Did you ask him why he did this "bolus trick" and what he was hoping to accomplish? You may not get an accurate answer - chances are you won't. My bet since he really didn't want pie is that he feels he is being pushed around and just wanted to make you "do laps" for a while because he could. The probable honest answer of "just to mess with you" he's smart enough not to say so he said came up with the pie excuse.

    I know this is long already but let me give you an example of something in my house - not D related. And that worked for us. DD was texting, watching TV, skyping and doing homework(HW) all at the same time. HW suffered. We talked about it and "threatened consequences" just like when she was younger and the carrot-stick routine worked. Next thing we know she's still missing HW assignments or getting poor grades on HW - not quizzes or tests. Sure we could have solved the problem by telling her she had to sit in the kitchen and have no distractions until he work was done. That would have "solved" the problem. But in reality it would not have. What she needed was to learn responsibility. So we sat her down, told her we were taking her phone away (just for shock value) then spontaneously "changed our mind" and explained that many parents would take the phone (many of her friends parents already do that) but that our job isn't to discipline her, its to teach her to be a responsible adult and removing the available distractions wouldn't teach her anything. So we told her that she needed to get her HW done and offered her time management skills "class" at home if she wanted. Of course she wanted nothing to do with that, but she learned to balance it all herself and she was obviously grateful for not just being allowed to keep her phone, but for being treated like a maturing individual.

    This may sound completely counter-intuitive, and you're certainly free to tell me to take a long hike but if it were my kid - I'd give him more freedom and responsibility. It may just be time to treat him more like an adult, and for me, that would start by having a very serious adult conversation about how he could have hurt himself, how he and you both have responsibilities and how you'll practice Diabetes Ronald Reagan Style - trust but verify.

    My opinion is given freely and worth just as much as you paid for it. ;)
     
    Last edited: Jan 18, 2012
  16. spamid

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    I am sorry you're dealing with this, we have also dealt with sneaking food and not checking and lying about it from my DD. My only concern would be on shots, could he not bolus himself, and you wouldn't have the record of the pump? Just curious...hope you can get him to tell you why he's doing this!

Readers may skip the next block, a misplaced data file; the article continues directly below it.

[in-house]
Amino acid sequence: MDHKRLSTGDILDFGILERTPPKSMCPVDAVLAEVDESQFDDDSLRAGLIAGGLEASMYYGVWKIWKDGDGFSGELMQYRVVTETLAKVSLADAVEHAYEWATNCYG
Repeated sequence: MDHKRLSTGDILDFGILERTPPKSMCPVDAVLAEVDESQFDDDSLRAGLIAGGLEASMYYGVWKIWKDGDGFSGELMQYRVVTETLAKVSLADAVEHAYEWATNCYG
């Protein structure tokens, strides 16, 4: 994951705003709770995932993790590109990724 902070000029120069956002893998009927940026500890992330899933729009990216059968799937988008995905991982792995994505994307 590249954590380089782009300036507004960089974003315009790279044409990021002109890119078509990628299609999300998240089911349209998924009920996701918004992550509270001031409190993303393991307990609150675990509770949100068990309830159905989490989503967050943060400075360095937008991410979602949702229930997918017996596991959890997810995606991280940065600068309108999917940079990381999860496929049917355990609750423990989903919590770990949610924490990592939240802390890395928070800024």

17. Melissata

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    My daughter did something similar a few months back, so I understand how much it shakes you to your core. She is much older, but mentally about the same age. For her, it her trying to get a high blood sugar down after she ate an extra bowl of cereal, while staying at her brother's house. For some reason, when she "sneaks" extra food, she doesn't think to bolus for it. So, she started bolusing over and over again, and insisting that her brother take her home that she could work out on our eliptical machine. He called me after he realized what she had done and read me the history on her PDM. Since I was 5 hours away I was a wreck, but he managed to bring her up and keep her up without calling 911.
    I don't have the option of taking her off of the pump, unless I want to be with her 24/7, and I would do that if I had to. What I did was make a huge deal out of it, but not by punishing her, but by showing her how serious this could have been. I told everyone that she comes into contact with, and let her see my emotions about how awful this could have turned out. She seriously could have killed herself by wanting to be independent and fix it herself. He is the only one that we can leave her with, but now we can't even do that. I would worry myself sick unless I had him keep the PDM with him. We may have to do that because my brother is battling cancer and there may be another time that we have to go without her.
    It took me a long time to get over it, and I don't really have any solutions for you, but wanted to share that I get it. I didn't really believe in angels before, but I seriously believe that my mom was watching over her that day. I am pretty sure that she won't do this again, because I really have made her understand that the high wouldn't have killed her, but what she did really could have.
     
  18. calebsmom1113

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    Update:

    Thanks for all of your support. He really did want the pie and we had a long talk with him about the dangers of what he did. I'm pretty sure he was being honest and just thought he could outsmart us. He also admitted that he had done a "trial run" about a month ago on a smaller scale. That made it even worse.

    Anyway, we had him on MDI and the amounts of insulin were just not doing it. He was between 200-400 since then and over 600 last night! We finally just broke down and put the pump back on him and his numbers have been perfect all day. We'll just have to monitor him super-closely from now on.
     
  19. JaxDad

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    Thanks for the update.

    I'm glad I was wrong and that he wasn't just messing with you but really did want the pie after all.

    I'm doubly glad that you guys talked it all out and that you have him back on the pump and are doing well.
     
  20. Connor's Mom

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    So very glad he was honest with you and that he was able to go back on the pump!